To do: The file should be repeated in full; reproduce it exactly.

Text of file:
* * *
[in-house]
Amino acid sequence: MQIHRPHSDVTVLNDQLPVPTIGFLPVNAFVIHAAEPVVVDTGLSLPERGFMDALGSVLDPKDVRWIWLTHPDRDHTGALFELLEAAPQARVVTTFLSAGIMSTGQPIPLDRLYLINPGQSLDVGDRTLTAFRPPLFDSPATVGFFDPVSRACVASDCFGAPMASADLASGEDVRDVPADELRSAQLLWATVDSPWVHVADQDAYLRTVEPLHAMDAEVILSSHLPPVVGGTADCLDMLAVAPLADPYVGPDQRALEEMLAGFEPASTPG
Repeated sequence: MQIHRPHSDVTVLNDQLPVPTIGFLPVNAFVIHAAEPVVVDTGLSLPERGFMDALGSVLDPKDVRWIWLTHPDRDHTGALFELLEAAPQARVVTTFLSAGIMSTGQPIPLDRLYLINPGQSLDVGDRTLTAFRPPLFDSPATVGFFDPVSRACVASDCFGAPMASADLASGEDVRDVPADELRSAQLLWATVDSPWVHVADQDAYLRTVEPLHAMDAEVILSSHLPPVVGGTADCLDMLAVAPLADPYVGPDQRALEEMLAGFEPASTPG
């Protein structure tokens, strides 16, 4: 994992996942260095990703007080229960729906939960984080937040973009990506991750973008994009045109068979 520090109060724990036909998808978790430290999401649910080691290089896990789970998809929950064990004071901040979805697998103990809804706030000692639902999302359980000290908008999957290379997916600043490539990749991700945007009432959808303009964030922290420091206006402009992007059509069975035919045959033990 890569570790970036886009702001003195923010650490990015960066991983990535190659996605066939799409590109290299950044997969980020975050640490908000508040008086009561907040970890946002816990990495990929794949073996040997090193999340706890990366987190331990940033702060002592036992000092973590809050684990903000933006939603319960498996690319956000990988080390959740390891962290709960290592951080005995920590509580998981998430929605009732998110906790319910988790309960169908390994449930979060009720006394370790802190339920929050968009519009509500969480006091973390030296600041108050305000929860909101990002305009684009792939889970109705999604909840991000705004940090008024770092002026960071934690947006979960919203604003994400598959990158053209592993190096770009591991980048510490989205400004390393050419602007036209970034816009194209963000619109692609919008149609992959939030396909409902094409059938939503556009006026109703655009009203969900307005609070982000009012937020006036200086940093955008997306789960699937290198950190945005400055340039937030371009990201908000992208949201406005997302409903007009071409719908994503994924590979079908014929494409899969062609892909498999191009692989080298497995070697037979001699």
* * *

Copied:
[in-house]
Amino acid sequence: MQIHRPHSDVTVLNDQLPVPTIGFLPVNAFVIHAAEPVVVDTGLSLPERGFMDALGSVLDPKDVRWIWLTHPDRDHTGALFELLEAAPQARVVTTFLSAGIMSTGQPIPLDRLYLINPGQSLDVGDRTLTAFRPPLFDSPATVGFFDPVSRACVASDCFGAPMASADLASGEDVRDVPADELRSAQLLWATVDSPWVHVADQDAYLRTVEPLHAMDAEVILSSHLPPVVGGTADCLDMLAVAPLADPYVGPDQRALEEMLAGFEPASTPG
Repeated sequence: MQIHRPHSDVTVLNDQLPVPTIGFLPVNAFVIHAAEPVVVDTGLSLPERGFMDALGSVLDPKDVRWIWLTHPDRDHTGALFELLEAAPQARVVTTFLSAGIMSTGQPIPLDRLYLINPGQSLDVGDRTLTAFRPPLFDSPATVGFFDPVSRACVASDCFGAPMASADLASGEDVRDVPADELRSAQLLWATVDSPWVHVADQDAYLRTVEPLHAMDAEVILSSHLPPVVGGTADCLDMLAVAPLADPYVGPDQRALEEMLAGFEPASTPG
């Protein structure tokens, strides 16, 4: 994992996942260095990703007080229960729906939960984080937040973009990506991750973008994009045109068979 520090109060724990036909998808978790430290999401649910080691290089896990789970998809929950064990004071901040979805697998103990809804706030000692639902999302359980000290908008999957290379997916600043490539990749991700945007009432959808303009964030922290420091206006402009992007059509069975035919045959033990 890569570790970036886009702001003195923010650490990015960066991983990535190659996605066939799409590109290299950044997969980020975050640490908000508040008086009561907040970890946002816990990495990929794949073996040997090193999340706890990366987190331990940033702060002592036992000092973590809050684990903000933006939603319960498996690319956000990988080390959740390891962290709960290592951080005995920590509580998981998430929605009732998110906790319910988790309960169908390994449930979060009720006394370790802190339920929050968009519009509500969480006091973390030296600041108050305000929860909101990002305009684009792939889970109705999604909840991000705004940090008024770092002026960071934690947006979960919203604003994400598959990158053209592993190096770009591991980048510490989205400004390393050419602007036209970034816009194209963000619109692609919008149609992959939030396909409902094409059938939503556009006026109703655009009203969900307005609070982000009012937020006036200086940093955008997306789960699937290198950190945005400055340039937030371009990201908000992208949201406005997302409903007009071409719908994503994924590979079908014929494409899969062609892909498999191009692989080298497995070697037979001699």